Charles Kelley | Army Air Corps

Charles Kelley | Army Air Corps

 

 

 

 

 

 

 

 

 

 

 

 

 

 

Charles E. Kelley–“Chuck”–grew up as a devout Catholic kid in the small, hilly community of Elliot in Pittsburgh’s West End area. He was a junior in high school when he heard news on a neighbor’s radio about Pearl Harbor.  Chuck knew that it was a matter of time before he would be called up for duty.  Until then, he would spend his final year of high school consumed with dances and basketball.  It was the same year, he remembers, that a priest came into his classroom one day and said, “This time next year most of you boys will be shouldering guns.”

 

After high school, Chuck spent two years at Duquesne University but enlisted in the Army in the

fall of 1942.  He was not called up for service until February 1943. It would be five years until Chuck would return to his accounting studies at Duquesne, supported, like thousands of his fellow veterans, by the GI Bill.

During the war Chuck Kelley was a bombardier, first aboard the A-20 attack bomber and then the newer A-26—the Army Air Corps’ supreme twin engine tactical bomber.  By the summer of 1944, Chuck was flying regular missions against Nazi targets—sometimes twice a day.  He first flew from airbases near Corbeil-Essonnes in the north, and then Cucuron in the south of France.  Unlike the rotation for long range strategic bombers, the mission quota for the more agile attack bombers was an astounding 62 missions.

“Sometimes your could tell when I guy…just cracked,” Chuck says softly.  He would get quiet.  If the Flight Surgeon took note, the affected man would quickly dissapear from the unit.  The other men understood.  They were respectful.  No one knew how they would react on their next mission.  “When your time comes,” Chuck recalls a common sentiment among the flyers, “you’re gonna get it.”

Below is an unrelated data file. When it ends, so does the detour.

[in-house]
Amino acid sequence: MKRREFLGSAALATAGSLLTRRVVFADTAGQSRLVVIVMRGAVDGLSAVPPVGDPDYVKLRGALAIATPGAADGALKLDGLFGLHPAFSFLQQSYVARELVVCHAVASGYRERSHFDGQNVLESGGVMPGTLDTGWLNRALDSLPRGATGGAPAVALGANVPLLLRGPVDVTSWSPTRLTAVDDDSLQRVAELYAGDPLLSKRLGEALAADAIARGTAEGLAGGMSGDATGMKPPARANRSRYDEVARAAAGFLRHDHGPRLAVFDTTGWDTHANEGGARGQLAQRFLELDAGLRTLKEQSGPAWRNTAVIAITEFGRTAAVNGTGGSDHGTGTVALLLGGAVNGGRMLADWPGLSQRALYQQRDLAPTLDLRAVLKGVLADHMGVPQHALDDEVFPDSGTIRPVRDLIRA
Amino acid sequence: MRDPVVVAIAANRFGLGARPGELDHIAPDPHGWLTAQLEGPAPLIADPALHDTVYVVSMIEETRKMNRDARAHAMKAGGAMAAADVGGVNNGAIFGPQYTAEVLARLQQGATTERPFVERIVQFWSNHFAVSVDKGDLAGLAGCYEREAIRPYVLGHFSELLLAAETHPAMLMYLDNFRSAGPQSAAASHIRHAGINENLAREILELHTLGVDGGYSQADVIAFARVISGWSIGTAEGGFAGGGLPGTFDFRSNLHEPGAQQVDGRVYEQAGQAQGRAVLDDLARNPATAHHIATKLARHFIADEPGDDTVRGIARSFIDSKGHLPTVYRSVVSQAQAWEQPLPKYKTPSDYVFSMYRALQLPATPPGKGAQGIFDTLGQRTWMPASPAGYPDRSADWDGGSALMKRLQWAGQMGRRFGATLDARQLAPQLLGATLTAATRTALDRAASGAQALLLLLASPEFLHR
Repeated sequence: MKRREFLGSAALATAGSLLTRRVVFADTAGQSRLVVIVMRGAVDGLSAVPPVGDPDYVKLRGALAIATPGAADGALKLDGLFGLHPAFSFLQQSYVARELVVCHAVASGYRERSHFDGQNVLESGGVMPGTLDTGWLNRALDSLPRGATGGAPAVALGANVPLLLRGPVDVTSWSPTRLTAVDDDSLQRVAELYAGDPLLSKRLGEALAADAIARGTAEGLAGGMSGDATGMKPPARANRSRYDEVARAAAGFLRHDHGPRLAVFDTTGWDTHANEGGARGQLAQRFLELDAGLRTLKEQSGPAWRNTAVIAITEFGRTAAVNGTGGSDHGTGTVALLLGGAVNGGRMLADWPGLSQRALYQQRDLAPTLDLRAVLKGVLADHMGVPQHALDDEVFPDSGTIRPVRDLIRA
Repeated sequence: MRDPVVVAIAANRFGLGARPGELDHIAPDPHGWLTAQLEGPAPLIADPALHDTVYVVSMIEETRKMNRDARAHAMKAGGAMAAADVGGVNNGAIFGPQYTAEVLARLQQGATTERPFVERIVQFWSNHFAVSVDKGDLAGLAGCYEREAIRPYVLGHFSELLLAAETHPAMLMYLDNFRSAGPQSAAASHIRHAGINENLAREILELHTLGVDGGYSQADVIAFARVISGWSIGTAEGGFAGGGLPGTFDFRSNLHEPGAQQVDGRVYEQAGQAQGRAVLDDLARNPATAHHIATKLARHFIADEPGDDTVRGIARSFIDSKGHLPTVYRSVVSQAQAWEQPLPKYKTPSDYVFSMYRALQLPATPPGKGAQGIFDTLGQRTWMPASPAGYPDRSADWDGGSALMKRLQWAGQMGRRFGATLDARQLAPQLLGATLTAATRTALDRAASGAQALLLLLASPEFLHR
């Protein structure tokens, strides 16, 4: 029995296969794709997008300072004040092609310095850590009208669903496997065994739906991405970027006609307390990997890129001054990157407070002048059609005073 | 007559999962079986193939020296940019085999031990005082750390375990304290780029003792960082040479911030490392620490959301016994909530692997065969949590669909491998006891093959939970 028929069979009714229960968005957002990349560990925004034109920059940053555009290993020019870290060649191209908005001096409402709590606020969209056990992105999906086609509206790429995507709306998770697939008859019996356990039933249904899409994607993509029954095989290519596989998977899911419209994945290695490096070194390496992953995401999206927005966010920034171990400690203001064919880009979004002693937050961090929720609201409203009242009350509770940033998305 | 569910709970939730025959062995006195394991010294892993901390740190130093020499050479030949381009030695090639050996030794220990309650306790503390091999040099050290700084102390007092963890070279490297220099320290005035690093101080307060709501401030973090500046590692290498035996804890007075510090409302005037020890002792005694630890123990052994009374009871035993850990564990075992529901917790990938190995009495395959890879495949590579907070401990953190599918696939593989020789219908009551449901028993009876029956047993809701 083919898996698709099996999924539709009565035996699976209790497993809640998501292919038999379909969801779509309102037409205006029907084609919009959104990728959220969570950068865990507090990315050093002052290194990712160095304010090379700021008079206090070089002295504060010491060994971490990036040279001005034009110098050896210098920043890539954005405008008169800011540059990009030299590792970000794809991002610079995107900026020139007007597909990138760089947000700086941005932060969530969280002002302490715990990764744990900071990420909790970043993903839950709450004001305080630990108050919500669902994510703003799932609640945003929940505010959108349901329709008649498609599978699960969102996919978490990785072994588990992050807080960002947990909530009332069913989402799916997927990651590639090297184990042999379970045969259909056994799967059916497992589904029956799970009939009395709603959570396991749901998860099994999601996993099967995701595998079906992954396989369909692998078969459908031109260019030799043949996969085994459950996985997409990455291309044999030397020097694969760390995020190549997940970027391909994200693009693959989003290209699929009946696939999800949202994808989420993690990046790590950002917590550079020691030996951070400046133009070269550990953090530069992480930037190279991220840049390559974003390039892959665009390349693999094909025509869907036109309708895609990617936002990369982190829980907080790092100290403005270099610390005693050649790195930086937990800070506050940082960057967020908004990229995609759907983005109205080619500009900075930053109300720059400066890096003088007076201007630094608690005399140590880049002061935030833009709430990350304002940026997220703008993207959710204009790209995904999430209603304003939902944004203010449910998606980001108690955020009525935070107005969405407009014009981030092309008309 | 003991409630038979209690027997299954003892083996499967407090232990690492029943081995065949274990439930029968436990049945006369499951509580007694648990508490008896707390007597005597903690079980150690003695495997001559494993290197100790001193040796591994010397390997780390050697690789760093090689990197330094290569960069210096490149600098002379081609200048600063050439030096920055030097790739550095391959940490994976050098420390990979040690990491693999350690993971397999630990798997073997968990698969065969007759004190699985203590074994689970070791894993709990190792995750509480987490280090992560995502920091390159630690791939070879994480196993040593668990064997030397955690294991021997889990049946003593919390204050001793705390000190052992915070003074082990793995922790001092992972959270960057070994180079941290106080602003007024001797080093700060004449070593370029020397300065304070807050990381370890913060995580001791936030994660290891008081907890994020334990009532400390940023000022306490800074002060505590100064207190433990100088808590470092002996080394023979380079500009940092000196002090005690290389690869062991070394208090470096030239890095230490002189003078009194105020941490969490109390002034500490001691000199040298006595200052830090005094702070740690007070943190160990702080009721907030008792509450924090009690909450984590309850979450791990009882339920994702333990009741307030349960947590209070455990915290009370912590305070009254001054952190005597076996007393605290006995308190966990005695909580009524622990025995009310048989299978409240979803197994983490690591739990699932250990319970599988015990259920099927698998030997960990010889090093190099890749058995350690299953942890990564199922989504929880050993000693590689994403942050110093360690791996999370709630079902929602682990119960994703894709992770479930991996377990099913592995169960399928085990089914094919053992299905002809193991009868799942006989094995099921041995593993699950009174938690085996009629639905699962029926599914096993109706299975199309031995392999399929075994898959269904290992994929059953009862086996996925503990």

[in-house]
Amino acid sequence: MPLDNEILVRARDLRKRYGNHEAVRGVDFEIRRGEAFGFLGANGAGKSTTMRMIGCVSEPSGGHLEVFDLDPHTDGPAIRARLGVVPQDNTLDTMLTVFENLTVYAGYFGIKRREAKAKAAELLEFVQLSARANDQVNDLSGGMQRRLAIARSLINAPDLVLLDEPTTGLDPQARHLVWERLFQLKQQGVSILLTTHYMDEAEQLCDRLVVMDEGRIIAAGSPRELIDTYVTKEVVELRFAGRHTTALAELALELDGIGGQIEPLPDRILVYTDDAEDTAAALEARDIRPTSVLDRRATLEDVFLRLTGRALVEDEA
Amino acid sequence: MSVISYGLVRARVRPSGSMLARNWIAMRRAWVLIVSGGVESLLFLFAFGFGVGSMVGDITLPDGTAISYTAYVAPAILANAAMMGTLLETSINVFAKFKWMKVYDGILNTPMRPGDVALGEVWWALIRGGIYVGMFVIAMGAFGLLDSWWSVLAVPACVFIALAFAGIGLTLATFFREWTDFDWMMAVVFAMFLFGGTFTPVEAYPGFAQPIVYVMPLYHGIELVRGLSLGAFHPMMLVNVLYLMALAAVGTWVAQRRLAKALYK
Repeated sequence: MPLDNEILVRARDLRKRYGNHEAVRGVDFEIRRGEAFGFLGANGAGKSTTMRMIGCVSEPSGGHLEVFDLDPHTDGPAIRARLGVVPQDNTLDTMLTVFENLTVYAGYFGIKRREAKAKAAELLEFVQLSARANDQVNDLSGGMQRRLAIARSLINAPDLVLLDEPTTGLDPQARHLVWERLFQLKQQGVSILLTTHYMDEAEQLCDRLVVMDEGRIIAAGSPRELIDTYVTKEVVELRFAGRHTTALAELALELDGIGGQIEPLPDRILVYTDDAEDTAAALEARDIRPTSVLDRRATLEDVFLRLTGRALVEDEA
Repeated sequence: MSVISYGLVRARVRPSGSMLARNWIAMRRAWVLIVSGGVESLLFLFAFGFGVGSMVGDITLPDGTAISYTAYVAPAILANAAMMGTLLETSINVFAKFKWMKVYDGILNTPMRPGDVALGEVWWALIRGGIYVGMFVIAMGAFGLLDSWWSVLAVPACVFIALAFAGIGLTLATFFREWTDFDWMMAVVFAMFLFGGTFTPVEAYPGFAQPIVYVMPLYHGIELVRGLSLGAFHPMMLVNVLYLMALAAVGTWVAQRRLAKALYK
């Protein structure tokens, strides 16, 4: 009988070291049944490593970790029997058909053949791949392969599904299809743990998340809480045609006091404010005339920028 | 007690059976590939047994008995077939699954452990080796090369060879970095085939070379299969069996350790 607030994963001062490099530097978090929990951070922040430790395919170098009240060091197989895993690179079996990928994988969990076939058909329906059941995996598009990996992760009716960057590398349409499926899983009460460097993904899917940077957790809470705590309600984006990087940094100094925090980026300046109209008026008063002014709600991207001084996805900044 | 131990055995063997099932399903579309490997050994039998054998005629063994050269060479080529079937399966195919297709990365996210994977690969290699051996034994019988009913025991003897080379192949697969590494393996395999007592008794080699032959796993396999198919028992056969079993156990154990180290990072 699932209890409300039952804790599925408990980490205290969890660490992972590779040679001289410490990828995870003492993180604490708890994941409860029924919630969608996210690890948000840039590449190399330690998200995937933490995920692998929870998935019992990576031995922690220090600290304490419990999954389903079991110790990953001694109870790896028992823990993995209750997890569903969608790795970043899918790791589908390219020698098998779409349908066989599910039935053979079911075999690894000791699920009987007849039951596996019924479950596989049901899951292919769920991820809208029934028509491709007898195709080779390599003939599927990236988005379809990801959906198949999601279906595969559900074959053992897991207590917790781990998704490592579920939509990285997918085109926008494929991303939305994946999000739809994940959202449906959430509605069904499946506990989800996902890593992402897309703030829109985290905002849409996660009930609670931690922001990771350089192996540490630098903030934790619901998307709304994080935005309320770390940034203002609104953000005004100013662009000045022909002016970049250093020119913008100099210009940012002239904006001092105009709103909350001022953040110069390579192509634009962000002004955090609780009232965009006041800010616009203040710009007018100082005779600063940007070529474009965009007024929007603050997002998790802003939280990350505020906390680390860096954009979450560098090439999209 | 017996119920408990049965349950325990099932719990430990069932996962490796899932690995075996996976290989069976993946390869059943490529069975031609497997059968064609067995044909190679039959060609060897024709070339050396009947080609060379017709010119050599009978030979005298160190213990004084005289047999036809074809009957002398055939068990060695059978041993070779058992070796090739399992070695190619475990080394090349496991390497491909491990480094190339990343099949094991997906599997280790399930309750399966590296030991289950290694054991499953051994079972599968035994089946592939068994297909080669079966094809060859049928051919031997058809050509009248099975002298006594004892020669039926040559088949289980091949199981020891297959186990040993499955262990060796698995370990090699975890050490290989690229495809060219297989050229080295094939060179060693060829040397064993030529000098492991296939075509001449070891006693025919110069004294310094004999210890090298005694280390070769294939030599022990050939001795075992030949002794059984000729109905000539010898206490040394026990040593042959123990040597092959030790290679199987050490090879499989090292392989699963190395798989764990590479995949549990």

When the war ended in Europe, Chuck had flown least 33 sorties.  He still had a lot of flying to do, thought the Army, and he was reassigned to the States in preparation for re-deployment to the Pacific.  Fortunately, the war ended before Chuck Kelley was sent westward toward Japan.  His time had come, but in a different way.  He got to go home.

 The Interview

In June 2011, The Social Voice Project conducted a series of audio interviews with veterans living at Lighthouse Pointe independent living community in O’Hara Township, Allegheny County.  Resident Emily Drake, herself a WW II veteran (WAC), assisted in the production of the interviews.  The Lighthouse Pointe series captures the experiences of eight WW II veterans and one Korean War veteran.  Interviewer: Kevin Farkas.

When Your Time Comes

When we asked Chuck Kelley about casualties during the war, he took the questions in stride.  Sure, there were some from time to time.  “They’d take a hose and wash the blood and stuff out of the plane,” he said without much emotion.

The men and women who fought in WW II were not super-human.  The daily give and take of violence terribly affected them during and after the war.  But “we had a job to do,” many of them say.  But how did so many manage to do it without cracking up, as Chuck Kelley might put it?

Some got through the war by trusting in fate.  When your time comes you’re gonna get.  It’s as simple as that.  Chuck’s comrade, a big Irishman named Morgan, put his trust in fate everyday…or perhaps it was the Luck of the Irish.

 

In My Own Words

Listen to Charles Kelley’s complete audio interview, hosted by Kevin Farkas.  An archival version of this interview is available upon request for research and educational purposes.